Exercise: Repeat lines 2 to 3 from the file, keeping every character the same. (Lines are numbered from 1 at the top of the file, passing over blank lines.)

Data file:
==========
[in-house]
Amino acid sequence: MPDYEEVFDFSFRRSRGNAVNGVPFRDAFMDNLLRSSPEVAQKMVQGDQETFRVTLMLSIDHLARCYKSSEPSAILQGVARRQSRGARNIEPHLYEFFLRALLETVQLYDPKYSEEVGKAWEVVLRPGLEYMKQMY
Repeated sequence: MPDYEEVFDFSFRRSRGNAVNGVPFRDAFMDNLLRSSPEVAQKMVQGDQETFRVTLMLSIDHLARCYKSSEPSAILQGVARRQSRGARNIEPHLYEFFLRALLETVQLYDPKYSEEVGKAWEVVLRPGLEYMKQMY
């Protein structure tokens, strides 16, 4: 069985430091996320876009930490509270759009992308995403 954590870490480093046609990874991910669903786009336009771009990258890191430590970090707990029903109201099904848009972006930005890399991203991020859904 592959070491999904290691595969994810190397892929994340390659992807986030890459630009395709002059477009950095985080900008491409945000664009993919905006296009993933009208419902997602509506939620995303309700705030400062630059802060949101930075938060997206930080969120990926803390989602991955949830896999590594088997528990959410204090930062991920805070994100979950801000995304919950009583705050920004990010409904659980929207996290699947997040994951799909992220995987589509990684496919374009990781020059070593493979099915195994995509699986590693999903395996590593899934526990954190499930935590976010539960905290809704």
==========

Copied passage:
Amino acid sequence: MPDYEEVFDFSFRRSRGNAVNGVPFRDAFMDNLLRSSPEVAQKMVQGDQETFRVTLMLSIDHLARCYKSSEPSAILQGVARRQSRGARNIEPHLYEFFLRALLETVQLYDPKYSEEVGKAWEVVLRPGLEYMKQMY
Repeated sequence: MPDYEEVFDFSFRRSRGNAVNGVPFRDAFMDNLLRSSPEVAQKMVQGDQETFRVTLMLSIDHLARCYKSSEPSAILQGVARRQSRGARNIEPHLYEFFLRALLETVQLYDPKYSEEVGKAWEVVLRPGLEYMKQMY